With SQL Server 2014 we were introduced to in memory tables, and specifically the ability to use non-durable in memory tables. These non-durable tables, are special case tables. The schema will exist after the database engine is rebooted, however the table will be empty after the server is rebooted.
These tables are great for filling a specific need, and are useless for other needs. The need that these tables fill is processes such as staging tables in data warehouses, logging tables, and that’s just about it. These tables are fantastic when loading data where the data can be lost, or when the data can be recreated on the fly. This is why they are fantastic for loading tables for data warehouses because by their nature the data being written to loading or staging tables can be reloaded from the source system at a moments notice.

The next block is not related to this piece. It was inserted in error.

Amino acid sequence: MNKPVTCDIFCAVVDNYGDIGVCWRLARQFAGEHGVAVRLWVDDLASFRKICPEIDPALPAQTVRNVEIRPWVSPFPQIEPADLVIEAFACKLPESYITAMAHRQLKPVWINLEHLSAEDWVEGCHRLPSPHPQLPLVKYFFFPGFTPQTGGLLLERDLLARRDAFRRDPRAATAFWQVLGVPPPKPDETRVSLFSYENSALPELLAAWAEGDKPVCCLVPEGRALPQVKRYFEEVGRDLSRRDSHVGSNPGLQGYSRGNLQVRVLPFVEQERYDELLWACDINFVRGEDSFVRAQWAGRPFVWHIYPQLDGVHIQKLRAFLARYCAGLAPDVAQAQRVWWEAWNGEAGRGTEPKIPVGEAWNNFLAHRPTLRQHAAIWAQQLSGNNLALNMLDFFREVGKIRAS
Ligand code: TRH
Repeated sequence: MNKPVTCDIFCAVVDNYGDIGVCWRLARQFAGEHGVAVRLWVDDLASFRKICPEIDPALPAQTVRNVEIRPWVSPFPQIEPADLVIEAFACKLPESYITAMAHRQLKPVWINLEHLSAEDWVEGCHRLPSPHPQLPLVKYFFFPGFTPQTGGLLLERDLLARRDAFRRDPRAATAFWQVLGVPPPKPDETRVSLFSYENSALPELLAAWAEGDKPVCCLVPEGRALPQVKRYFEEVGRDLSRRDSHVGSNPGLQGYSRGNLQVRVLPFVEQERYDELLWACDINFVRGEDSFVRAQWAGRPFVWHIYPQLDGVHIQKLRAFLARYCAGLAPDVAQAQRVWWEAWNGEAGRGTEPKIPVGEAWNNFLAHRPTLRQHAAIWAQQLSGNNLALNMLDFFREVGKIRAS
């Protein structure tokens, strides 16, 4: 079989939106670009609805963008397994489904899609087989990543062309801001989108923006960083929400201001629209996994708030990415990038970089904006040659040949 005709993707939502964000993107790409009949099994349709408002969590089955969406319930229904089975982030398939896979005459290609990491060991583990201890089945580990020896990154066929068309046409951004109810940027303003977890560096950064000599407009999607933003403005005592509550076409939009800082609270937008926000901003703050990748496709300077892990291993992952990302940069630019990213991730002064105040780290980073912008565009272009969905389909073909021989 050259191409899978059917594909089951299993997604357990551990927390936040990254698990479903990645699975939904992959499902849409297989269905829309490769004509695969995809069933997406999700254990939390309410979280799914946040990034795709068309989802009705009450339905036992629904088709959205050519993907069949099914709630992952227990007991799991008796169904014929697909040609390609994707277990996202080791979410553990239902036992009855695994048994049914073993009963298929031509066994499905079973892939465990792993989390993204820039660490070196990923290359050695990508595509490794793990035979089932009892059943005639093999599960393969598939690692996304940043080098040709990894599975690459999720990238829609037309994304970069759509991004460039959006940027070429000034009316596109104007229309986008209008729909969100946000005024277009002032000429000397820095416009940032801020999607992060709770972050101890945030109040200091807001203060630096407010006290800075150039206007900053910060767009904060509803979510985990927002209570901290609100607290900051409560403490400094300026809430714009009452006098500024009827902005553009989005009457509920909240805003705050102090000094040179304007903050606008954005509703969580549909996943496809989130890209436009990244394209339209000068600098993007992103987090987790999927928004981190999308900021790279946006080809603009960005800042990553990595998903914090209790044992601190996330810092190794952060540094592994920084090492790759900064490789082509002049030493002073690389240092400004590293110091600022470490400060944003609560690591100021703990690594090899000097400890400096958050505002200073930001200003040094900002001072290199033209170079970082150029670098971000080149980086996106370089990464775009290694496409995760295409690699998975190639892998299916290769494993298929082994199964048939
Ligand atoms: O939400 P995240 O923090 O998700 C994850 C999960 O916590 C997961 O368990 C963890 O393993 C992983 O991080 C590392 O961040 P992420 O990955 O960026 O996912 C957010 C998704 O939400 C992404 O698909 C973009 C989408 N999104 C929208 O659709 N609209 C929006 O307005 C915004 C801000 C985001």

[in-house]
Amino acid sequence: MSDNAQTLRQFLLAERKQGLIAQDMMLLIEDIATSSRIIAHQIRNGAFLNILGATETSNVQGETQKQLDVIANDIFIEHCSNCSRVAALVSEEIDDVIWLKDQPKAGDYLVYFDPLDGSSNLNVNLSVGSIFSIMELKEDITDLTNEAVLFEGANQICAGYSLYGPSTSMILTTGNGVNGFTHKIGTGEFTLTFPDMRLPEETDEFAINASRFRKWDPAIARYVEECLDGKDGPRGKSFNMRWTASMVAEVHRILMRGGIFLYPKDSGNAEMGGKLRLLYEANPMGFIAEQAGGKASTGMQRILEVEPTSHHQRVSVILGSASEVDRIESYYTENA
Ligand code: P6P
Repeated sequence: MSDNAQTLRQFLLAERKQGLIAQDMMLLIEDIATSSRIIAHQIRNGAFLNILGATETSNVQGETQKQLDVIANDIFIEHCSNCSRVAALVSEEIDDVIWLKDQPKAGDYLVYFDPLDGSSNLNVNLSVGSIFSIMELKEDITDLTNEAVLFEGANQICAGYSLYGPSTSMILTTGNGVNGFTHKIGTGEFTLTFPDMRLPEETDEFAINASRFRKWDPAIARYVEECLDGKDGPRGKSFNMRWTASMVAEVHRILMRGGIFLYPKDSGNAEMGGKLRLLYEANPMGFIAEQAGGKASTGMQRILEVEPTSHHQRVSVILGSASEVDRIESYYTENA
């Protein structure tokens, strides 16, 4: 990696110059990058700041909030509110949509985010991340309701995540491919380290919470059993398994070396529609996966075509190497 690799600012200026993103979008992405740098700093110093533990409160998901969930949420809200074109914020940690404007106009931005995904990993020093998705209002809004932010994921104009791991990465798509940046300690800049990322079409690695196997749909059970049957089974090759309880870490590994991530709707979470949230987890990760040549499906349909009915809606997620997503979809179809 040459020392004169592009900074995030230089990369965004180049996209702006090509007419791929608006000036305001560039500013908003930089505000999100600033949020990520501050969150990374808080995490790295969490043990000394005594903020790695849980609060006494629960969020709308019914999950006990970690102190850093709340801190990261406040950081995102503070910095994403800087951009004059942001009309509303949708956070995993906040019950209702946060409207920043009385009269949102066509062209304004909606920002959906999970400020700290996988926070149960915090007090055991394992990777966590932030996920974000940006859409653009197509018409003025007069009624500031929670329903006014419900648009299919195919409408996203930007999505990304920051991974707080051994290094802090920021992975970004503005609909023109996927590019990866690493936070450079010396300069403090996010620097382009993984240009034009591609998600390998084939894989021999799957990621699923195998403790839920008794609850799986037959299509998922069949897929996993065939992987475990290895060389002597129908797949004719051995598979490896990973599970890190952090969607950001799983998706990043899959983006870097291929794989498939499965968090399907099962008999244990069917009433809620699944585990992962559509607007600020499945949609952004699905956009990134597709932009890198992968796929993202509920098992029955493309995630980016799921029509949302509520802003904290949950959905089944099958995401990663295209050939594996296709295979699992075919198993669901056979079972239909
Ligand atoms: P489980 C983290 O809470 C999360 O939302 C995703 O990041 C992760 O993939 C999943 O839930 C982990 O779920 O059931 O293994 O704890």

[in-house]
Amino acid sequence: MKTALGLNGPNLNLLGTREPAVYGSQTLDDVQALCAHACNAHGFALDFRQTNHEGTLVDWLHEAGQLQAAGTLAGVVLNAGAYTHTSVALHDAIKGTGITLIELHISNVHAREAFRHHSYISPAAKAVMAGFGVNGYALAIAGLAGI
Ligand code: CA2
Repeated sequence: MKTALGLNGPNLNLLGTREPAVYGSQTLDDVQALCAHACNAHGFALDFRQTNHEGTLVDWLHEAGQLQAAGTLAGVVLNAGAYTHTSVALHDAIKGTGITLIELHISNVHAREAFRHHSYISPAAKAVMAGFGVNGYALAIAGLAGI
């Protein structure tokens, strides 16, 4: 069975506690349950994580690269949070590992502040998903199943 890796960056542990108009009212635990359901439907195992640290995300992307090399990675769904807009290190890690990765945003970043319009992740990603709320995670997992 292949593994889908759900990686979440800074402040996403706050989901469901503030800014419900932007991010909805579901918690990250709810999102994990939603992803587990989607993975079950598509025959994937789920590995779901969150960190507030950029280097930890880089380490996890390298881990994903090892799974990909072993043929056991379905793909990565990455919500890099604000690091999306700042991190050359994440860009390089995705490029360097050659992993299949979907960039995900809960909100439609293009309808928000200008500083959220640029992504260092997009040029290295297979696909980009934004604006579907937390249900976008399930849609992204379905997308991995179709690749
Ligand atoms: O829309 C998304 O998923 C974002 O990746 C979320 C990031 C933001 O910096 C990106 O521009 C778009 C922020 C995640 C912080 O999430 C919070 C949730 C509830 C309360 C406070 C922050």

For production tables within an OLTP system these non-durable tables are a really bad idea. If you were to use non-durable tables in a production OLTP database, under most situations if the data was lost this would end up being a really bad idea because data would be lost when the SQL Server instance is rebooted.
So as you continue to look into SQL Server 2014 and as you begin to work with the in memory tables, be sure to understand the difference between the durable and non-durable tables and when to use each one.